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"I am fairly happy with it as it is now."

If your changes cover all potential use cases, that's good.

As the original question was focused on POD, I thought I'd just point out a couple of discrepancies.

You wrote "... the parameter $split can be ignored for alpha ..."; but, your POD has "C<split_sort> has four required parameters.". As it stands, users won't know what fourth parameter to use for alpha types; an additional example wouldn't hurt.

Also in that paragraph, the last two sentences are back-to-front: it should be, 3rd is 'type' and 4th is 'expr' (cf. "split_sort($a, $b, 'type', 'expr');" which immediately follows that paragraph).

&split_sort contains no implicit return so the return value will be the result of the last expression evaluated; that will be either a <=> or cmp expression, both of which return one of -1, 0 or 1 (see "perlop: Equality Operators"). The sort itself returns a list which you have correctly assigned to an array. The POD immediately afterwards indicates an ARRAYREF is returned: "returns [ ... ]".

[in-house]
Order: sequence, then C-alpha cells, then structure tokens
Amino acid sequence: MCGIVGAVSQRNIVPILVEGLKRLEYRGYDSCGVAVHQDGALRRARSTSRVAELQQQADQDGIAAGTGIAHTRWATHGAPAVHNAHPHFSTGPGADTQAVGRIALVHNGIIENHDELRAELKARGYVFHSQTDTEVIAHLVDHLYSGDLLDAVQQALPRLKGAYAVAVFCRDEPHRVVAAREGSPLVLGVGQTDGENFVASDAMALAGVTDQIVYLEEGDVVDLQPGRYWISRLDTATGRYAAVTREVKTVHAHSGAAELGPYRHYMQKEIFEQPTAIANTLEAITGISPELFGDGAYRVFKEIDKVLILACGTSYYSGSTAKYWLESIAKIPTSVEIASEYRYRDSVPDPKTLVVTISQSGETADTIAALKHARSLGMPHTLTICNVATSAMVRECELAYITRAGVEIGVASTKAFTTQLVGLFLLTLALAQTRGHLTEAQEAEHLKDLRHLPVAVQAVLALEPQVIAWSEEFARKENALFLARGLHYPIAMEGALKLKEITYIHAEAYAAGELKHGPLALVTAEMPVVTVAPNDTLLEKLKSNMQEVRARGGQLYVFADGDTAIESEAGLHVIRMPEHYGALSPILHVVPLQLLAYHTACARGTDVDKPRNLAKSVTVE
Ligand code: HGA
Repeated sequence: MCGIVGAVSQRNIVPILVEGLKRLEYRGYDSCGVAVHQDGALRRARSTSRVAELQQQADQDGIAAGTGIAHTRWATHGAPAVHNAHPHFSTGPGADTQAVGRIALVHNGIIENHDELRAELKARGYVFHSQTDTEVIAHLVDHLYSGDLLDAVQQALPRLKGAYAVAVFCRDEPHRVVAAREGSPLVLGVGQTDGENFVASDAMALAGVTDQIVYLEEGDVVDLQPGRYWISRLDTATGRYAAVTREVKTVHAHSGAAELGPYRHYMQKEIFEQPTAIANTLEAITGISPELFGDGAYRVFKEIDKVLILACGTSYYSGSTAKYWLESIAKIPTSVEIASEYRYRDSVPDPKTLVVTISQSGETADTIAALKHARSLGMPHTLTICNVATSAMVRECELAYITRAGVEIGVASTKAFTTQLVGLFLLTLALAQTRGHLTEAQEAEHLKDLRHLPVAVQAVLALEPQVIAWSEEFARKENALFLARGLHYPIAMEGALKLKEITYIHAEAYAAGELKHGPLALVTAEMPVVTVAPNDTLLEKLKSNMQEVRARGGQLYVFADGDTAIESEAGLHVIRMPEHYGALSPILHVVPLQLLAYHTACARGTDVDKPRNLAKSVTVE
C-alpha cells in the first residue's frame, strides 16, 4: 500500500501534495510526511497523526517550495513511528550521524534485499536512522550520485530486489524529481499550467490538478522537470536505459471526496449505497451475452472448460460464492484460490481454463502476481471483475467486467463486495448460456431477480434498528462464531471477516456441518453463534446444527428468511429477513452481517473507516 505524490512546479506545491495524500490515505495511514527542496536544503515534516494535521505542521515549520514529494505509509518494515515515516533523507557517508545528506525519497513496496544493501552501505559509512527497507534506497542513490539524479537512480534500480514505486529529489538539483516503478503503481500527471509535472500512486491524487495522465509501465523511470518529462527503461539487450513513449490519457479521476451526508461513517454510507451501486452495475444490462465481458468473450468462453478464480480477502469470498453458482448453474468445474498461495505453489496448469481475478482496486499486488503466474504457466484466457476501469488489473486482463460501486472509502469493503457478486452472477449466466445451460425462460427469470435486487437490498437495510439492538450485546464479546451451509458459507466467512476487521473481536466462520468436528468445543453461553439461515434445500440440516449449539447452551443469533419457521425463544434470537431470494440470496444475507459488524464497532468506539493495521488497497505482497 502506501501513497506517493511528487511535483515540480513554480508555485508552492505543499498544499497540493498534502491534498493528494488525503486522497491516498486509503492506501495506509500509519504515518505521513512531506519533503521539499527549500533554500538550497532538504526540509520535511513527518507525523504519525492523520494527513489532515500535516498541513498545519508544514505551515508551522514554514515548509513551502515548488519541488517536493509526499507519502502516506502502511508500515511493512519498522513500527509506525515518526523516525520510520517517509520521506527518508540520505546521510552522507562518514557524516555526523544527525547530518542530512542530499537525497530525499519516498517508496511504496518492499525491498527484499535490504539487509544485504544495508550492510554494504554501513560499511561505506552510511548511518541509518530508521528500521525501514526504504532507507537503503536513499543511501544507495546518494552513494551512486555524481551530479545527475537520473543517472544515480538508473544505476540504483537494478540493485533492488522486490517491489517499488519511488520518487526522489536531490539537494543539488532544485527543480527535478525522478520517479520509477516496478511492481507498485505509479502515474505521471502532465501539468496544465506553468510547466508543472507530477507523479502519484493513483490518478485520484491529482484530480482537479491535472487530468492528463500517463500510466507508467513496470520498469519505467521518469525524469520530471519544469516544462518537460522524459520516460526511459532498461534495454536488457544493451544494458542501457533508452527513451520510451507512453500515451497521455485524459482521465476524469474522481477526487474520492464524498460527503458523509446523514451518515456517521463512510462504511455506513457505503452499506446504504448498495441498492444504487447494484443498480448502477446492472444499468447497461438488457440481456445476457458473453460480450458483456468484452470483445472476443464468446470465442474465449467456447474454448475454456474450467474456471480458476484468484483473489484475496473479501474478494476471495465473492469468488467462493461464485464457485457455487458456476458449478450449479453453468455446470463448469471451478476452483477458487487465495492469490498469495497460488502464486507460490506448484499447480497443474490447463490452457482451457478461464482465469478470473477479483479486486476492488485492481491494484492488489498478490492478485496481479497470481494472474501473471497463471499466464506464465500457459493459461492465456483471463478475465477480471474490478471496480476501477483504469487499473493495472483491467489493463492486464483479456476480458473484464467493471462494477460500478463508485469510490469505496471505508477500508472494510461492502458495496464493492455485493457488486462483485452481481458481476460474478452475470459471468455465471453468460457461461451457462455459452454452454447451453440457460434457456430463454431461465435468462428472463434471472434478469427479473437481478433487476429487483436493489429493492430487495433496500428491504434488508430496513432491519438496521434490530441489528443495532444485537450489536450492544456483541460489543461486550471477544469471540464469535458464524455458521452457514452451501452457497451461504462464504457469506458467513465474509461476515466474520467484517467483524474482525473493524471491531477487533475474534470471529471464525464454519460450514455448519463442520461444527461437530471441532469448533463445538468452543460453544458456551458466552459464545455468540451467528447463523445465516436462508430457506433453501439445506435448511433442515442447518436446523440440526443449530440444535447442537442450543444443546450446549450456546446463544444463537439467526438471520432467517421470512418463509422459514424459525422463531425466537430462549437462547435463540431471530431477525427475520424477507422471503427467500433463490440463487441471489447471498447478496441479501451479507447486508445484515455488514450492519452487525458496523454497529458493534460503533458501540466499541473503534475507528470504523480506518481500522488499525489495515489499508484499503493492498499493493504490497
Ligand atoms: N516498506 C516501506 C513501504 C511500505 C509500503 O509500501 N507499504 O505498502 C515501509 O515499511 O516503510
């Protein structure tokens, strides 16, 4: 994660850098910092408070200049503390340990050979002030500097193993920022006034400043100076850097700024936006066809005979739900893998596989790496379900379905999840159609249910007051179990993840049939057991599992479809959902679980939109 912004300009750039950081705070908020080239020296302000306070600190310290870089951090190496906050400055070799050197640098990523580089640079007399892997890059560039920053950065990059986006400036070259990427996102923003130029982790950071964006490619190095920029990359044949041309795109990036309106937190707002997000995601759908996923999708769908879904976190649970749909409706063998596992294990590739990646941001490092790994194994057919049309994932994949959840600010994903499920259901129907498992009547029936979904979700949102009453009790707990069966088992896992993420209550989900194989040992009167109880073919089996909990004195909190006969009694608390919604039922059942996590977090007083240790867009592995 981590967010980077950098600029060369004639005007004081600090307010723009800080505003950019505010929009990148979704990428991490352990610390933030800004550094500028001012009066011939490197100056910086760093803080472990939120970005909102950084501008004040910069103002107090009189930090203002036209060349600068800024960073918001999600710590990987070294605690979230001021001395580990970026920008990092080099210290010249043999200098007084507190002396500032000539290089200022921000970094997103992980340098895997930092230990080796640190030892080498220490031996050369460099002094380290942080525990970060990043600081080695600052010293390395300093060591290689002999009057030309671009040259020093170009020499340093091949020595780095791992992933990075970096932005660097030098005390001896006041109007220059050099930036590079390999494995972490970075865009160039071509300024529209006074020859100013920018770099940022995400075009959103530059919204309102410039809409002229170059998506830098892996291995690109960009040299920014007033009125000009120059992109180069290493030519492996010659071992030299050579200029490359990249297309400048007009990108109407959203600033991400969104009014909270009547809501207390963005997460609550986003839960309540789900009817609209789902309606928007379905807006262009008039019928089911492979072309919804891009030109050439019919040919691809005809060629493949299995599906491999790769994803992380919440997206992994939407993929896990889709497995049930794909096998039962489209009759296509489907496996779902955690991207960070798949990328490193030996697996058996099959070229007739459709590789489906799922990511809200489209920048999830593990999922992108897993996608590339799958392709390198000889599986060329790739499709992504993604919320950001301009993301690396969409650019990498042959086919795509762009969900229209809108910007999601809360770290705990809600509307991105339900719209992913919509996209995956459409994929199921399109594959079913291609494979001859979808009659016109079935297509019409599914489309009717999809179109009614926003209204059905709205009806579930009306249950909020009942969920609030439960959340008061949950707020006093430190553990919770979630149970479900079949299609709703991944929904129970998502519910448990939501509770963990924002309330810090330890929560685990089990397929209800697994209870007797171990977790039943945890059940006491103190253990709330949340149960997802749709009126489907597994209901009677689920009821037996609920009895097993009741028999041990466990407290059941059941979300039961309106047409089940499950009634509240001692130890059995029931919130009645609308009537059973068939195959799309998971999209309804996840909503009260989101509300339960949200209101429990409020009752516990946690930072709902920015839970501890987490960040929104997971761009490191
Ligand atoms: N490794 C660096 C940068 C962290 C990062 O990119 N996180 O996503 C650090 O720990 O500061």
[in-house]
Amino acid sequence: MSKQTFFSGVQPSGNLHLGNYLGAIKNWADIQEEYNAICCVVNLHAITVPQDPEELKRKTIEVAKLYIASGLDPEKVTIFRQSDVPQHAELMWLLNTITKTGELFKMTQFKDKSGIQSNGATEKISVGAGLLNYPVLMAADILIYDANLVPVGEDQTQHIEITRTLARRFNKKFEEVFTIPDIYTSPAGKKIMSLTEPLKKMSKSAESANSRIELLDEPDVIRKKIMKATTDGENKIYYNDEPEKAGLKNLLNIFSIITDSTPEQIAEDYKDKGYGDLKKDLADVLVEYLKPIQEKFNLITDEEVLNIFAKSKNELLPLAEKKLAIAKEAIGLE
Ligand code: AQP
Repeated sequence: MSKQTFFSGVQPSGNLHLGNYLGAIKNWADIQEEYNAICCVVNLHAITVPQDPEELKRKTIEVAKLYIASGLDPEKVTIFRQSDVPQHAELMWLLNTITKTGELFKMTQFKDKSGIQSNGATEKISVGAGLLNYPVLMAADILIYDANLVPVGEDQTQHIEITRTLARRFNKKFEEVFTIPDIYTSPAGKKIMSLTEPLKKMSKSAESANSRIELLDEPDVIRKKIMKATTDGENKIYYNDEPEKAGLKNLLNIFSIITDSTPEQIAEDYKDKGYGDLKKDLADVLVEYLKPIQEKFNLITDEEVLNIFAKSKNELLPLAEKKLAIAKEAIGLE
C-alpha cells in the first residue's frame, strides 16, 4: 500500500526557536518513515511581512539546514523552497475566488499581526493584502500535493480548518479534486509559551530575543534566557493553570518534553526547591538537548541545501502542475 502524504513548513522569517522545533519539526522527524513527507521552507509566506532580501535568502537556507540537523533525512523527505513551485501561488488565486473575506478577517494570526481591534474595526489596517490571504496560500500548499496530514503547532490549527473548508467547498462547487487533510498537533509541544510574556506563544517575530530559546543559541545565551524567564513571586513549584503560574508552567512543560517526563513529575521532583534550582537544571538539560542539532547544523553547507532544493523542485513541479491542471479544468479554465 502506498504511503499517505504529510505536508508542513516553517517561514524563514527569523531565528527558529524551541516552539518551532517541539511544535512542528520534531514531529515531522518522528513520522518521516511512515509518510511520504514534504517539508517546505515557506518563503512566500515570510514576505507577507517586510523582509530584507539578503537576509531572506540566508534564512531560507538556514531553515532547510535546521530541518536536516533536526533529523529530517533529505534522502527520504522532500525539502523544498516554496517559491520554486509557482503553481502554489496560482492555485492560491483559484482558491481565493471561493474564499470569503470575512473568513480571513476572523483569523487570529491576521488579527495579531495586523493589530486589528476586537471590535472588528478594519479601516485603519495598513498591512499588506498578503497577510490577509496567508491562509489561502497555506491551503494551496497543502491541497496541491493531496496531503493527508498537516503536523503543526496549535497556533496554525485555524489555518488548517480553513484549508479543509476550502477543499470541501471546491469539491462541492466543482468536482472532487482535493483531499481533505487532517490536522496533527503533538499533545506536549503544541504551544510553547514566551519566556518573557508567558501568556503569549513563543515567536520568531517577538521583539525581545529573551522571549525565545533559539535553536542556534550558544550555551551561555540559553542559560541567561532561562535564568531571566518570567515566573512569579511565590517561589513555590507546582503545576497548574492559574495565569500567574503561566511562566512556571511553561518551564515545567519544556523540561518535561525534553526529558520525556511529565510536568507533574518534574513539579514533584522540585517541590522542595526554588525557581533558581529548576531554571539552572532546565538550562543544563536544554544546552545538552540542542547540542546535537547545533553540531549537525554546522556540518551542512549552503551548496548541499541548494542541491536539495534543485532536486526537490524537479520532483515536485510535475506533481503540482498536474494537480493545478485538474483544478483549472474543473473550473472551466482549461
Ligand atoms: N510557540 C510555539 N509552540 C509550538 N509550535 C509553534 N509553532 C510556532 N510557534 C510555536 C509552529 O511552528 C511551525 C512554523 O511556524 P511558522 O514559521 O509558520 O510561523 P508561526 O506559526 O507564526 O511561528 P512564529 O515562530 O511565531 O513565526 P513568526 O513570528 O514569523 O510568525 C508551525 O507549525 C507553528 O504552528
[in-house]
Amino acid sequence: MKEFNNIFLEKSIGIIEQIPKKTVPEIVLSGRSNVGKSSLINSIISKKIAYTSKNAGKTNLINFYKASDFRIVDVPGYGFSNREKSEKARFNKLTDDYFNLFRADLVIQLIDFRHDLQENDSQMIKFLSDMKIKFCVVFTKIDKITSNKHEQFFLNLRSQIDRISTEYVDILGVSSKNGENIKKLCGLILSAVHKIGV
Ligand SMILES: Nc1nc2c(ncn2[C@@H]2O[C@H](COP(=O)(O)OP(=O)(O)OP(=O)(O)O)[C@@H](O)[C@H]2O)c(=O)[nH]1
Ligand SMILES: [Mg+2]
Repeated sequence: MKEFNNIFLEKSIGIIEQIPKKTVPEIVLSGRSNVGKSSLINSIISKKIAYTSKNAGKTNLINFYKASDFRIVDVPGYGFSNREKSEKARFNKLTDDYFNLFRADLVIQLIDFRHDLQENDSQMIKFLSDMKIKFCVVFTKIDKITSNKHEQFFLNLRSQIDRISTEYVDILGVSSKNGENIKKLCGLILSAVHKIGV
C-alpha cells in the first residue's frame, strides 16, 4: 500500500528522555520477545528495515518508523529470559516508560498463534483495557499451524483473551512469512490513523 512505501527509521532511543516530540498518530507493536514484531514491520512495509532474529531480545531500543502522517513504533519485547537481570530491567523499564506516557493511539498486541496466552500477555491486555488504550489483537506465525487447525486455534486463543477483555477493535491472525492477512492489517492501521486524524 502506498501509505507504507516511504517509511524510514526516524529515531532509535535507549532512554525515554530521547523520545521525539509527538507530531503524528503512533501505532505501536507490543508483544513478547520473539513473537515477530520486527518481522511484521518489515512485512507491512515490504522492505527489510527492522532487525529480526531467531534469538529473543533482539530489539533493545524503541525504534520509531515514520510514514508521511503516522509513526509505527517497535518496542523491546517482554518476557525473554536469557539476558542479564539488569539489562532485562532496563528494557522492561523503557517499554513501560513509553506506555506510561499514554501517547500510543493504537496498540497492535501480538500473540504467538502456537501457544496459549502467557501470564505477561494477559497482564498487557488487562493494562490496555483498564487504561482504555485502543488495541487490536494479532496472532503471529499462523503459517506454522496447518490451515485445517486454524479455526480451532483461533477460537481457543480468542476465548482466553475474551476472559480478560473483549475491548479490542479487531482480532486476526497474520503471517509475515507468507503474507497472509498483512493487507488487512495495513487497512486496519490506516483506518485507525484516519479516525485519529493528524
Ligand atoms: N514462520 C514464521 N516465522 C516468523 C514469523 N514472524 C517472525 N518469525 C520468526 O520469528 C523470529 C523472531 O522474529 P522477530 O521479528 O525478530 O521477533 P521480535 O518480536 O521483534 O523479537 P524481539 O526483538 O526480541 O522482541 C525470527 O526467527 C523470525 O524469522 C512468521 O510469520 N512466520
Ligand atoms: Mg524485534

How you deal with that one is up to you. I'd probably show split_sort(...) and indicate it returns the same as <=> and cmp, making it useful for sort. Then show usage with sort much as you currently have. Then show that it returns a LIST instead of an ARRAYREF; just changing [...] to (...) should suffice.

For your 'left' and 'right' examples, I'd mix it up a bit to give a clearer indication of how the sorting process works. For instance, here's a couple of arbitrary examples.

IN: 10:ab 21:bb 2:bb 21:bb 2:b OUT: 2:b 2:bb 10:ab 21:ab 21:bb IN: bb:10 b:1 ab:10 ab:2 bb:9 OUT: ab:2 ab:10 b:1 bb:9 bb:10

Including the '2' and '02' in your original examples was I good idea. You may want to point out that they'll keep their original order; by which, I mean:

$ perl -E 'say for sort { $a <=> $b } qw{020 2 02 20}' 2 02 020 20 $ perl -E 'say for sort { $a <=> $b } qw{20 02 2 020}' 02 2 20 020

Finally, as I've not seen the the actual module code, I'm guessing a bit here. The NAME should indicate what the module provides or implements, not what it returns; technically, it should just return a TRUE value — it's common for the last line of code, excluding POD, to be just 1;. Also, it's useful to know whether functions are exported by default or not.

— Ken

In reply to Re^3: Coming up with good examples in POD by kcott
in thread Coming up with good examples in POD by Lady_Aleena

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